Sunday, August 5, 2012

Fuel System Upgrade

It is said that three most common issues with a diesel engine are:
  1. Fuel
  2. Fuel
  3. Fuel
Shindig's fuel filtering system was pretty simple before I redesigned it.  There was one Racor filter/water separator for the main engine and separate one for the generator.  These filters were located close to the fuel tank under the main salon floor.

In rethinking the fuel system design I wanted to accomplish the following:

For the main engine fuel:
  • allow for active and standby filter for the main engine so you can switch filters on the fly
  • be able to service the filters easily
  • read vacuum and pressure on the filters for diagnostics
  • provide electric fuel pump backup to the main engine lift pump
For the generator fuel system:
  • provide primary and secondary fuel filtration for the generator as the generator does not have a secondary filter.
  • be able to service the filters easily
  • provide electric fuel pump backup to the generator's fuel pump
  • fuel polishing capability

This is what I came up with.

Main engine primary/standby filter configuration
For the engine system I moved the single filter from under the salon floor and plumbed it a second filter on a bulkhead in the engine room.  I have great access to the system in the new spot.

The valve between the filters selects the primary or secondary filter and the valve on the top right allows you to select the fuel pump for bleeding the system, servicing filters or act as a backup to the Perkins fuel lift pump.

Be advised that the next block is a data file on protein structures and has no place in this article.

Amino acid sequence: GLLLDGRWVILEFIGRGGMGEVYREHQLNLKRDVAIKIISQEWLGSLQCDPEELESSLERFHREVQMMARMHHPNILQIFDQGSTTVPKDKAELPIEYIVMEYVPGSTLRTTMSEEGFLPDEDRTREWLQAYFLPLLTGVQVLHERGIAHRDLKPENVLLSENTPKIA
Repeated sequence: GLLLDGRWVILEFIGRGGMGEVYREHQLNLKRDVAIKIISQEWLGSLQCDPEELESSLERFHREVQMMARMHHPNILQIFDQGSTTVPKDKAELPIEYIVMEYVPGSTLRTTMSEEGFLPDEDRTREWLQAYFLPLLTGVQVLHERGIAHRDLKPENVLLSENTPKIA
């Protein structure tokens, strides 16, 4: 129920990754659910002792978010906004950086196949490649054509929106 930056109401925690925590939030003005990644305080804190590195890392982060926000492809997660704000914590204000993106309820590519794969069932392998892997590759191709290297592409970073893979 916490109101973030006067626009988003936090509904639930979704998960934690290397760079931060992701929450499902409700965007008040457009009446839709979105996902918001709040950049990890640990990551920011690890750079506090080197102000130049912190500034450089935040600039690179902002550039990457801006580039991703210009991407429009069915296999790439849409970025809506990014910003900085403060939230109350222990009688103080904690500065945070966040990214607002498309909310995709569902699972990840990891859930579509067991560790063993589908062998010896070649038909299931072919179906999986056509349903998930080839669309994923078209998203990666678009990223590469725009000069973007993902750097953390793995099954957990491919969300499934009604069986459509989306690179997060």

The compound gauge on top of the primary filter reads vacuum (indication of how dirty filter is) and pressure for when the fuel pump is pressurizing the system (max of about 8 psi)

Generator filters and fuel polishing configuration
The generator system occupies the space under the salon floor where both systems were before. 
I have retained the capability to shut off the feed to either system at the tank (red valves) and tried to leave enough space under the floor to service the two generator filters.

I tested the flow rate for fuel polishing with this circuit and it measures about 24 gallons/hour.  The fuel pump consumes about 3 amps. 

The most challenging part of this project was finding a good spot for each system and locating the oddball Racor and other brass fittings.  I ended up getting the special Racor fittings online here.   The other fittings I found at Grainger and local hardware stores.

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